SS: The footage is largely taken from actual survivors, footage that they themselves shot. I have never, ever before seen such intimate footage and have had such insight. And when I say the subject, I mean the subject broadly--not Jim Jones specifically although you see a great deal of footage from him. Director Stanley Nelson weaves in all this archival material, which has never before been seen, with interviews with everyone, including Jim Jonesís son. One thing that came as a surprise to me was actually how, in its earlier incarnation, how idyllic it was. I felt that I understood why and how people were enticed by this. It was a kind of utopic dream that turned dystopic. It turned into a nightmare.

AS: You earlier mentioned South African films. One of them is His Big White Self, which features the head of the African Nazi Party, Eugene Terreblanche. Is there any concern about giving someone like that a platform?
SS: Youíd realize right away that itís not the case whatsoever. People will say this is Nick Broomfieldís greatest film and Broomfield is a superstar of documentary. He did Kurt & Courtney and the Aileen Wuornos film. Heís one of the big ones on the scale of Barbara Kopple--working for decades and, like him or not, he is a very significant filmmaker. We have the US premiere of the film. Itís important to know that this is a follow-up to another film he did (The Leader, His Driver and the Driver's Wife). Whatís fascinating about this film is that politics have changed so much in South Africa since the original film and Nick is trying to have an interview with this guy. Itís largely a cat-and-mouse chase. Really what the film is about is the new face of South Africa post-apartheid. Also what you discover is how this Terreblancheís own attitudes have changed significantly. Itís a little bit of a reconciliation.

AS: Has he mellowed some?
SS: Yes he has. Whatís fascinating is that Broomfield tracks down a lot of the same characters who were involved at the time and sees how theyíre doing in a post-apartheid South Africa. Itís kind of depressing because many of them deeply long for the days prior to it when--
AS: When they had power.
SS: Exactly. But I think the trip is important. The reality here is that Terreblanche is not given a platform here at all. However, even if he were, even if there were some room in the film where Nick Broomfield allowed him to articulate his views, Iím not afraid of it. I feel like an intelligent filmmaker is not afraid of presenting provocative points of view as long as itís framed intelligently. As long as itís not propaganda, I donít think we should steer away from challenging material even if itís offensive.

AS: Not all the documentaries are on such serious subjects. I couldnít help notice one on the F-word. Is that going to be this yearís The Aristocrats?
SS: We really believe it will be. Itís an absolutely hysterical, engaging and thoughtful film that truly breaks down in every possible way the F-word and probes into it. But itís also symbolic of questions of censorship, of the power or words and the superficiality of them. If you choose to, you can find something deeper under the surface, which is precisely the way in which certain things can take on power.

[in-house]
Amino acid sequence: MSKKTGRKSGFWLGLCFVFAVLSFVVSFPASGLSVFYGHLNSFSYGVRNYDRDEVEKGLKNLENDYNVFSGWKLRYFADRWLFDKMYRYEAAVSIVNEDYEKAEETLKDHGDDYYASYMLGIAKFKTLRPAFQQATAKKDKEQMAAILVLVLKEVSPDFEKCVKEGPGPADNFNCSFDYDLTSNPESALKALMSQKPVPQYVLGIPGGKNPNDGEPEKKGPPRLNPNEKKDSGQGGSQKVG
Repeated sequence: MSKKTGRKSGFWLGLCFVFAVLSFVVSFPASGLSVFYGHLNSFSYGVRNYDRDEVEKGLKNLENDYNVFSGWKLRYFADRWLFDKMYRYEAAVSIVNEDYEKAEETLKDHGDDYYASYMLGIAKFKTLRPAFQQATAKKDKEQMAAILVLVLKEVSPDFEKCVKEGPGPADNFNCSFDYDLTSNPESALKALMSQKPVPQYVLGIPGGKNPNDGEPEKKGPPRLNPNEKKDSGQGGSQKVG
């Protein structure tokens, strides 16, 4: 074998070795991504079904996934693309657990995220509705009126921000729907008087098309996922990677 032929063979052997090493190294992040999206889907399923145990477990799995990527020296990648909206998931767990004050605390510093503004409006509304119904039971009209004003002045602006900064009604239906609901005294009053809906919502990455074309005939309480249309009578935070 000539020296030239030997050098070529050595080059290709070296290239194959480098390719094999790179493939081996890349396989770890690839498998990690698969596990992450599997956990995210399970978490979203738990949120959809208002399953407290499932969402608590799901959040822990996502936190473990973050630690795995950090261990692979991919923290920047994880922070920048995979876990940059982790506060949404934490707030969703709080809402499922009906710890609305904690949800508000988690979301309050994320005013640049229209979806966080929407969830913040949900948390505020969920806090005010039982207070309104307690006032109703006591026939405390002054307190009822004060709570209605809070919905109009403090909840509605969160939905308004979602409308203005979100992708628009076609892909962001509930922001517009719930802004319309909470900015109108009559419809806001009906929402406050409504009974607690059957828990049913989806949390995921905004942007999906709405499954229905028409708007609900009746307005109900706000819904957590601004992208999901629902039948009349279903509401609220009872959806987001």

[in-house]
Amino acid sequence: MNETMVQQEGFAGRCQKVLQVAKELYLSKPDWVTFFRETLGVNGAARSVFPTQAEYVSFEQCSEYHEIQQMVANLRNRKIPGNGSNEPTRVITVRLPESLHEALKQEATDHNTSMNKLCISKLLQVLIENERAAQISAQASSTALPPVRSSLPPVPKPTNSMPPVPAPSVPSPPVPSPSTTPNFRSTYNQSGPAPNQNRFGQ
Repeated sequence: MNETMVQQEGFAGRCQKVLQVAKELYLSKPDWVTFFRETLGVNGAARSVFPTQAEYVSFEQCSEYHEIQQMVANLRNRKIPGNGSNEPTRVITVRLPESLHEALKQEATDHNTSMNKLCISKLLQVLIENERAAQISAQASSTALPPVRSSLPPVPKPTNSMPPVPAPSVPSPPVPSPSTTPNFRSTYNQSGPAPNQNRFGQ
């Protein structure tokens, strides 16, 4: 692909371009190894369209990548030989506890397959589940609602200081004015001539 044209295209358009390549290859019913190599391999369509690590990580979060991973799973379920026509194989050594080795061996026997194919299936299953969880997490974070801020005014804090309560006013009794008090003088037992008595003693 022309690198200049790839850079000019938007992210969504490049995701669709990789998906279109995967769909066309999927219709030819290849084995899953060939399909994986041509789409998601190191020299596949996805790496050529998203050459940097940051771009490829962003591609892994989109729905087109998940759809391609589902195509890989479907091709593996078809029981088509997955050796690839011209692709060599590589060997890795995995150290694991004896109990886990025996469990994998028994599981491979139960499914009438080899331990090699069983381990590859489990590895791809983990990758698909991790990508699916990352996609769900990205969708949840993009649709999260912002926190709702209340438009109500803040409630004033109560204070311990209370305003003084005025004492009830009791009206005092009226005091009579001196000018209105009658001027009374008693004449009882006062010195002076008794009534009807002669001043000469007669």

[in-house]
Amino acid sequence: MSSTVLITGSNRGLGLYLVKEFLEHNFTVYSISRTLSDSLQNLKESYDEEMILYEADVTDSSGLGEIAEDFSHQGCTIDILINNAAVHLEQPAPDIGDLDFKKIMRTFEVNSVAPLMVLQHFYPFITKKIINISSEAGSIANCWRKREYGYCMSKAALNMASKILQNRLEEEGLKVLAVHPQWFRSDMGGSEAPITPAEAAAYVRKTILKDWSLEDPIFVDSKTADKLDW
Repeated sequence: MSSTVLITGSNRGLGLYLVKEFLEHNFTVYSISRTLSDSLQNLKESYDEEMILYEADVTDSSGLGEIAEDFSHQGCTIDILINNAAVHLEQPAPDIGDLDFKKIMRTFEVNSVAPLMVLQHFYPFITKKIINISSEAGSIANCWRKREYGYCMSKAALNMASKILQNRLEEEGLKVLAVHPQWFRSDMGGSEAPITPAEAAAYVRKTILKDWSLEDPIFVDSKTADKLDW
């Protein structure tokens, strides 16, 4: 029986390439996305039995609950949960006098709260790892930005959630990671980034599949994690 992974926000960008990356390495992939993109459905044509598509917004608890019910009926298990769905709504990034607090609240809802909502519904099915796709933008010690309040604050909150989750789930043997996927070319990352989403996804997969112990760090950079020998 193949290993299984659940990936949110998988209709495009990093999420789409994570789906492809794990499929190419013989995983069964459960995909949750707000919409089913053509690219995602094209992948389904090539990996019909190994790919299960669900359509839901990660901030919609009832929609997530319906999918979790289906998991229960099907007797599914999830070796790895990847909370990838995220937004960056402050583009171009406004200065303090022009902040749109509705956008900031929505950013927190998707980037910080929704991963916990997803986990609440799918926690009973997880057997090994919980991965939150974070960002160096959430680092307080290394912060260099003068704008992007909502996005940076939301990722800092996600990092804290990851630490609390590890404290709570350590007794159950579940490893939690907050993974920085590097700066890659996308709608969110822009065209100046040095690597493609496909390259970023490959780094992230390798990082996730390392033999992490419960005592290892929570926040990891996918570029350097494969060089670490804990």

AS: Wordplay is another doc that has already gotten a lot of buzz. After that showing New York Times Crossword Editor Will Shortz will host a crossword challenge. Are you signing up for that?
SS: If Iím not introducing a million other films I will sign up for that. But I would highly recommend others do. I love Will Shortz and Iím delighted heís going to be here. His persona in the film could not be more delightful. But it is more than just about Will Shortz. You get to know all these wonderful subjects where the crossword puzzle is an important part of their life. Some of the subjects include Bill Clinton, Bob Dole, and Jon Stewart but also everyday folks who have a particular talent for this. The dramatic structure of the film is a crossword challenge that they do every year. I love this film in so many ways--I think that itís a real crowd pleaser.

Another film that Iíll mention is Once in a Lifetime. Itís interesting that the World Cup is going to be happening simultaneously to Silverdocs. This is a film about an attempt in the 70s to create a soccer team, the Cosmos. This was a world class team.

AS: Was that the one with Pele?
SS: You got it. Itís a look at the rise of it, all the promise, looking like it was going to be a tremendous success. It just didnít happen. I think that would be something for the family to come to see during the weekend.

AS: One other one thatís more on the lighter side is Air Guitar Nation. I didnít know there was an air guitar contest. That might be the only music contest where Iíd actually have a shot.
SS: There you go. You know what, weíre going to have an air guitar contest so if you really think you have a shot you should show your ďaireokeĒ charms, but basically itís wonderful. It both takes it seriously and irreverent all at the same time. There is a world championship in air guitar. Some of the characters youíre going to see on the screen have talent. This is an incredibly fun film. Itís the type of thing that anyone could walk out of and say, ďI could do that.Ē Weíre going to have a number of the air guitar champions here post-screening and see their whole journey. Essentially what the film follows is the fact that there is an international air guitar championship that the US has never participated in. The film follows a number of people in the US who decide that they want to bring the US to Sweden to participate.